The charter of the League’s successor, the United Nations, carefully avoided any mention of minorities. Its commitment was to human rights, understood as the rights of individuals.
Yet, as political theorist Hannah Arendt, herself a refugee from Nazi Germany, reflected in her 1951 book The Origins of Totalitarianism: “since the Peace Treaties of 1919 and 1920 the refugees and the stateless have attached themselves like a curse to all the newly established states on earth which were created in the image of the nation-state.”
The charter of the United Nations, the League’s successor, carefully avoided any mention of minorities. Its commitment was to human rights, understood as the rights of individuals. Interestingly enough, even after the system was abandoned and the League of Nations itself was dissolved, the language and practices of the League’s minority regime continued to guide policies in the two post-Partition states in South Asia, at least for a brief period.
As diplomatic historian Pallavi Raghavan shows, these models influenced the manner in which Indian and Pakistani officials conceived of the idea of minority protection through bilateral agreements as they negotiated the Nehru-Liaquat Pact of March 1950.
The pact was signed when the two leaders met in Delhi following the first major flare-up of Hindu-Muslim violence in the two new states since the bloodshed of Partition. It sought to create a bilateral institutional framework between the two governments to restore confidence among minorities, specifically in East Pakistan and in the Indian states of West Bengal and Assam. The immediate situation did improve. But the institutions that were put in place were inherently fragile. They were unworkable in the long run since they lacked a crucial element: the monitoring and oversight authority of an international organisation like the League of Nations.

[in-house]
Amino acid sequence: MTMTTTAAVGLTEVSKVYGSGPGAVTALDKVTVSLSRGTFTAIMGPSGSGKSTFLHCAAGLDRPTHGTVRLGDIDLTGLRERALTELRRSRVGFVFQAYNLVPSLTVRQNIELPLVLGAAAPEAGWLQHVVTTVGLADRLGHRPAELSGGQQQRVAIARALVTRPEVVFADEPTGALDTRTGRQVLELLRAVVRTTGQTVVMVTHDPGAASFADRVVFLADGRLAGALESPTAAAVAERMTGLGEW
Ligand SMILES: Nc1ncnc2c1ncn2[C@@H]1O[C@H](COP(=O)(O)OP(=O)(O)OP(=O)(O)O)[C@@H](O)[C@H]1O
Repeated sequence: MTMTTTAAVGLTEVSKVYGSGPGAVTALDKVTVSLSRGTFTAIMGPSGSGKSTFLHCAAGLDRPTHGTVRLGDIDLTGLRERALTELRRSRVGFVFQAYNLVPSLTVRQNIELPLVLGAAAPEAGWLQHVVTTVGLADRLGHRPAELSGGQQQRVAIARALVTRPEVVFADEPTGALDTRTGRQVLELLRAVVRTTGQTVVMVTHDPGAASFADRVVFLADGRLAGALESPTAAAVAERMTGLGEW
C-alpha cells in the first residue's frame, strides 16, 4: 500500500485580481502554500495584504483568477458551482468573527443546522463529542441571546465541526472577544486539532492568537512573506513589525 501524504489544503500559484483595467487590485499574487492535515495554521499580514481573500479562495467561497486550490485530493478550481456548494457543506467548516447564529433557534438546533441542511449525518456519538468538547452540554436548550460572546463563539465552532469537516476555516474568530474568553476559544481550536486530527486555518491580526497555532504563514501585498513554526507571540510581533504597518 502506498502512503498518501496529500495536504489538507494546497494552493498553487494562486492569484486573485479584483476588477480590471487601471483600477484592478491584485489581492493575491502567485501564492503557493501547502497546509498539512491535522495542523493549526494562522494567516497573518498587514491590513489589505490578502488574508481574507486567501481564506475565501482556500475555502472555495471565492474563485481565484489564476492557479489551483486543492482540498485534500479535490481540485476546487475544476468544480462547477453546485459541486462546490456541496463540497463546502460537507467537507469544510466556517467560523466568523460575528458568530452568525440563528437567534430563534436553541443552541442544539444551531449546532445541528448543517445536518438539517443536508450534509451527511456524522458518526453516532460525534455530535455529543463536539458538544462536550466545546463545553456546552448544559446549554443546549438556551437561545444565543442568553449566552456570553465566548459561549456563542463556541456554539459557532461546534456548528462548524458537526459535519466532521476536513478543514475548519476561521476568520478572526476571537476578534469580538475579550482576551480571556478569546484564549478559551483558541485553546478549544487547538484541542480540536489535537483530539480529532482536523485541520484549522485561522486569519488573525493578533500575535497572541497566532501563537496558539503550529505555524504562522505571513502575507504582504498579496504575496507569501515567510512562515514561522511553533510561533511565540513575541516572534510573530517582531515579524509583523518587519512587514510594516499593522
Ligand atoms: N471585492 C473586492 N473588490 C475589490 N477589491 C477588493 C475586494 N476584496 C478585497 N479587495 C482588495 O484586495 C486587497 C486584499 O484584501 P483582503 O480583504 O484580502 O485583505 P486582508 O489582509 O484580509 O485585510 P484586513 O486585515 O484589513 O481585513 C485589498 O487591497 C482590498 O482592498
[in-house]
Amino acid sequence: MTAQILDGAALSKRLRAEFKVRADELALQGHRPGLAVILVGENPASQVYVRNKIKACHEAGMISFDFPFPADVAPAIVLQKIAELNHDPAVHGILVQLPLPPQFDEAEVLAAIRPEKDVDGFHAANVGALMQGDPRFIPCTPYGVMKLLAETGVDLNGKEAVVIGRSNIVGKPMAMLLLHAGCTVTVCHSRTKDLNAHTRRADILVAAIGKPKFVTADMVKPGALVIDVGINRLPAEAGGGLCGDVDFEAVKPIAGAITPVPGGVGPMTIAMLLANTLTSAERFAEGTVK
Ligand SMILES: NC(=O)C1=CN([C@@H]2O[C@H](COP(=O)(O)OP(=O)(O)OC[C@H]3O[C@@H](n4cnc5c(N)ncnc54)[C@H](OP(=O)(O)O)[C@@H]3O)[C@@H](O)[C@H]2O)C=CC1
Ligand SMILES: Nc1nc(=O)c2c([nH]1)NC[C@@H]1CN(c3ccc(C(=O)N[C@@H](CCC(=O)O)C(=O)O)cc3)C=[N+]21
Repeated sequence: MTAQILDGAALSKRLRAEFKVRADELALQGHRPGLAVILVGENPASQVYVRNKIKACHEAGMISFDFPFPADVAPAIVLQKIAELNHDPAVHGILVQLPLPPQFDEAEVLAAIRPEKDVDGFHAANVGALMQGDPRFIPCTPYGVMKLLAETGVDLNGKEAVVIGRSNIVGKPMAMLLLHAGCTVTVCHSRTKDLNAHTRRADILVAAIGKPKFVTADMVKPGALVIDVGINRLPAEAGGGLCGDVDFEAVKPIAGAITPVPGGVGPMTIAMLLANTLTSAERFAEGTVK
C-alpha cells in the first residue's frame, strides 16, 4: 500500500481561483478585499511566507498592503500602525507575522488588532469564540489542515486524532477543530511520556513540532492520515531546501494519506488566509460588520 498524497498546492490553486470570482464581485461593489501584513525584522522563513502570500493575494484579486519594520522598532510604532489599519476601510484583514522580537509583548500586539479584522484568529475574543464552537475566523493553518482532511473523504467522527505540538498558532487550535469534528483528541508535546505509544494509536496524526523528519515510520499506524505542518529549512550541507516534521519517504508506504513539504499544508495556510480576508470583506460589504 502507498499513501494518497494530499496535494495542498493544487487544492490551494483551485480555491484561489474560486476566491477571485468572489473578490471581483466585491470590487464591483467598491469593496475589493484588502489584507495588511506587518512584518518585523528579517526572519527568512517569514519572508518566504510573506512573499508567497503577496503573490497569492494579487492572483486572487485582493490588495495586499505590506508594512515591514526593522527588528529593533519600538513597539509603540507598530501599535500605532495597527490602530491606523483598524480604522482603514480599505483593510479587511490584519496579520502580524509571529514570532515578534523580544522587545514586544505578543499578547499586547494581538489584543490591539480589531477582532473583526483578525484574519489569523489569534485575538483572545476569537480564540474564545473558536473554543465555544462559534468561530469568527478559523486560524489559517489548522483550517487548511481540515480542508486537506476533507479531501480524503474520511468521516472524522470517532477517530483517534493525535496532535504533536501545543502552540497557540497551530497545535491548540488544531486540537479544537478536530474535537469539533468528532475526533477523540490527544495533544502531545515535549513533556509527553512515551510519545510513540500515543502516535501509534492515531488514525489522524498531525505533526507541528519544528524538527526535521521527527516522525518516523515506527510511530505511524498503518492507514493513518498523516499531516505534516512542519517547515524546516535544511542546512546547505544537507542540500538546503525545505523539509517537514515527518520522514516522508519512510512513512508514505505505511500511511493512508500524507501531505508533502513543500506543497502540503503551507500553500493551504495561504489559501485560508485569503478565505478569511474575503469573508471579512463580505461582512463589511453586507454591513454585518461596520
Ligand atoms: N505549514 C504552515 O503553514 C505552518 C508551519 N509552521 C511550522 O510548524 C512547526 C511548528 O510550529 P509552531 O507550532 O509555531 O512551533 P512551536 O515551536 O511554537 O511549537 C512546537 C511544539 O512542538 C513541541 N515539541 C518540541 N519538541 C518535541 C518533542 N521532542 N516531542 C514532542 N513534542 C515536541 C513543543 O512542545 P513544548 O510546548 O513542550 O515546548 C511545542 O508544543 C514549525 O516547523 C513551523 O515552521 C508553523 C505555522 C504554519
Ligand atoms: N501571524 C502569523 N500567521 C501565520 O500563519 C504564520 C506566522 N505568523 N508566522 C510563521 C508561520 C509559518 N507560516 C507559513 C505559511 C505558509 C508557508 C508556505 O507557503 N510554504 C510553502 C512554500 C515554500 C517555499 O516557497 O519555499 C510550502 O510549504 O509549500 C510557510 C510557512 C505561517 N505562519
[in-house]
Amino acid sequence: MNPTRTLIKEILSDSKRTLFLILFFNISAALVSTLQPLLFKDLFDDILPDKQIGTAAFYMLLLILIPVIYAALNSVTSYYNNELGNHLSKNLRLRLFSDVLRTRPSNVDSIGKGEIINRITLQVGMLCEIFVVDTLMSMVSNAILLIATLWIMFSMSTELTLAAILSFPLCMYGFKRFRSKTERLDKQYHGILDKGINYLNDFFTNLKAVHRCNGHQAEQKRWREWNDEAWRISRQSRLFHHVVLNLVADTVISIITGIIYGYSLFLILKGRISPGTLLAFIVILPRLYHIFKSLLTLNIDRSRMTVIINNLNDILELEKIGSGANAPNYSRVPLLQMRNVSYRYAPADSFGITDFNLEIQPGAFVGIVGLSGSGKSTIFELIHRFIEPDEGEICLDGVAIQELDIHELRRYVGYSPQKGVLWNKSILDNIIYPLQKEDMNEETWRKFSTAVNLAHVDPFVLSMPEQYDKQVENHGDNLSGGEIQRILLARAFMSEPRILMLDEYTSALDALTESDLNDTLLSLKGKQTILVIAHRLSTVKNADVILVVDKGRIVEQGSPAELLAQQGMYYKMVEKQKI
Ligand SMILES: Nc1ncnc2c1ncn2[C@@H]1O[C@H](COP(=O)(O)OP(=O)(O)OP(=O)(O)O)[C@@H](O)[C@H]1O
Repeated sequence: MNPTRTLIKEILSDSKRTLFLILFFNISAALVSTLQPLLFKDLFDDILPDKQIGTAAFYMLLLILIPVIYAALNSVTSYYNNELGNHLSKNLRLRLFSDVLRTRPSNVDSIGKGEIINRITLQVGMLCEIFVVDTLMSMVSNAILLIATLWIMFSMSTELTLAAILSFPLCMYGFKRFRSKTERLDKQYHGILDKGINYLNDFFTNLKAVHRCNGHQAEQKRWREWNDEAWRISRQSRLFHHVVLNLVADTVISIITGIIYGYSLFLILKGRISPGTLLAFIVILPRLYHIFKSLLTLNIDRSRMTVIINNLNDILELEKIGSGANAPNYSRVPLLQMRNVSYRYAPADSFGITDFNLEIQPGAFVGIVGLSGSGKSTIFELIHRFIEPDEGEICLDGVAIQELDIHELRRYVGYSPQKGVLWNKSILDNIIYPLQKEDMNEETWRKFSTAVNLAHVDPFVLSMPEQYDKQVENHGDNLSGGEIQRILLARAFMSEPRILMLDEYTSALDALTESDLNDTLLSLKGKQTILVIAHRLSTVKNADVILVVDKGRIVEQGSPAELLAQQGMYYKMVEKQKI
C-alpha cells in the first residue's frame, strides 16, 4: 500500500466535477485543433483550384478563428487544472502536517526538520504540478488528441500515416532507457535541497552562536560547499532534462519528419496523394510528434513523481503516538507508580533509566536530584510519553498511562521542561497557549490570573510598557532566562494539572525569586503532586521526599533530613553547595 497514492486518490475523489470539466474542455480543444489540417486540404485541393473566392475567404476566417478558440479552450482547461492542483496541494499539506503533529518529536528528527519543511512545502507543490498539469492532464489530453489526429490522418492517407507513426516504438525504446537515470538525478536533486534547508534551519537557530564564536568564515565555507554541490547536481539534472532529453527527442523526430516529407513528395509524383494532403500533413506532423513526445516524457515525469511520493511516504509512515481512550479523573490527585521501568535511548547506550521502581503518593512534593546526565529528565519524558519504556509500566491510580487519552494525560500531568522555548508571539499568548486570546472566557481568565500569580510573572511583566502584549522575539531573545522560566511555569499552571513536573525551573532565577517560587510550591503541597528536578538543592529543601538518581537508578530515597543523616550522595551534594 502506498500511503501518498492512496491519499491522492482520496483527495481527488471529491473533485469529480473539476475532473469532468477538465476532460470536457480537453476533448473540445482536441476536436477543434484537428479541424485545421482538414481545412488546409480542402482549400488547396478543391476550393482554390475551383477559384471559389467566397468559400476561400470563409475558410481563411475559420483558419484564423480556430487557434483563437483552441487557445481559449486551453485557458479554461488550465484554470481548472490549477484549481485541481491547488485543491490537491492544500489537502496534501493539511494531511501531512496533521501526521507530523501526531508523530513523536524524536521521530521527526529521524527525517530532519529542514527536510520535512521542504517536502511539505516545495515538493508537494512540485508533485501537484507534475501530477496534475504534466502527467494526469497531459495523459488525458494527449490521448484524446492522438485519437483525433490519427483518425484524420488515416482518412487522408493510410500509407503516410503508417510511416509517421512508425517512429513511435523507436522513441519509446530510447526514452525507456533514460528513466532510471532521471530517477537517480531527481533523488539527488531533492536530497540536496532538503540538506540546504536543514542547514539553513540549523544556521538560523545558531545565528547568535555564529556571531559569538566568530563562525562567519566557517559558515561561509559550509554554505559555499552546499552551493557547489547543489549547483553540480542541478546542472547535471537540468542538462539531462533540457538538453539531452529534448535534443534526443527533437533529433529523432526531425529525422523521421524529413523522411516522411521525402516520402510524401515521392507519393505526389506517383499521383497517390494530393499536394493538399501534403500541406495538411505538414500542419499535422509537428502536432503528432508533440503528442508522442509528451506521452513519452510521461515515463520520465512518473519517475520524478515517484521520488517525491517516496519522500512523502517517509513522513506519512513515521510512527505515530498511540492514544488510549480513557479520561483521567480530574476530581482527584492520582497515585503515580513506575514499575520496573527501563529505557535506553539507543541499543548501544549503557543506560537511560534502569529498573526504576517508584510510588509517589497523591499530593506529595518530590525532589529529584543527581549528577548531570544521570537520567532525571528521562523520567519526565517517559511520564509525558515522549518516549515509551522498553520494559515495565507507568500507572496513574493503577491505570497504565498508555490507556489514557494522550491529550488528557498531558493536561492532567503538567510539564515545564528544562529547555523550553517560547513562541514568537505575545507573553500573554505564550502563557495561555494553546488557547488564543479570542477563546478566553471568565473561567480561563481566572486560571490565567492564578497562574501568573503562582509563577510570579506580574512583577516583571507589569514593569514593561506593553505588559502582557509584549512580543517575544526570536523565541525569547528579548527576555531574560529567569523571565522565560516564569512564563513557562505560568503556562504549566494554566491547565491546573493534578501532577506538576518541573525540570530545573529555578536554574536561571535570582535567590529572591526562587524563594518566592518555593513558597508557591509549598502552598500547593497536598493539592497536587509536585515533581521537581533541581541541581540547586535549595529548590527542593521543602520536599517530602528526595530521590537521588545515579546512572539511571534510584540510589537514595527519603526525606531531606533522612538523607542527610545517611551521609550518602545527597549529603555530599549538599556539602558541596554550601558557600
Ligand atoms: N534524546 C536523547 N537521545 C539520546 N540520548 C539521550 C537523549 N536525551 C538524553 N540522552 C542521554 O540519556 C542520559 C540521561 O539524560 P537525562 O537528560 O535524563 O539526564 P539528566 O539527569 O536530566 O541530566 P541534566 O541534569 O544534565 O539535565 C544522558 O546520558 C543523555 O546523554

It is a matter of some curiosity that in October 2019, when a number of the independent experts of the UN Human Rights Council expressed concerns that the National Register of Citizens process in Assam might make a large number of people stateless, India took particular umbrage at the connection they made with the issue of minority rights. "The issue of National Register of Citizens in the state of Assam in India,” said a diplomat at India's Permanent Mission to the UN, “is not an issue of rights of minorities.” She expressed disappointment that the process was being “wrongly linked with the issue of minority rights.” She assured the UN body that minorities in India had constitutional safeguards and that they enjoyed legally enforceable fundamental rights.
In invoking minority rights, were the UN human rights experts relying on the organisation’s institutional memory extending back into its predecessor institution? Were Indian officials spooked by the ghosts of the League’s minority regime?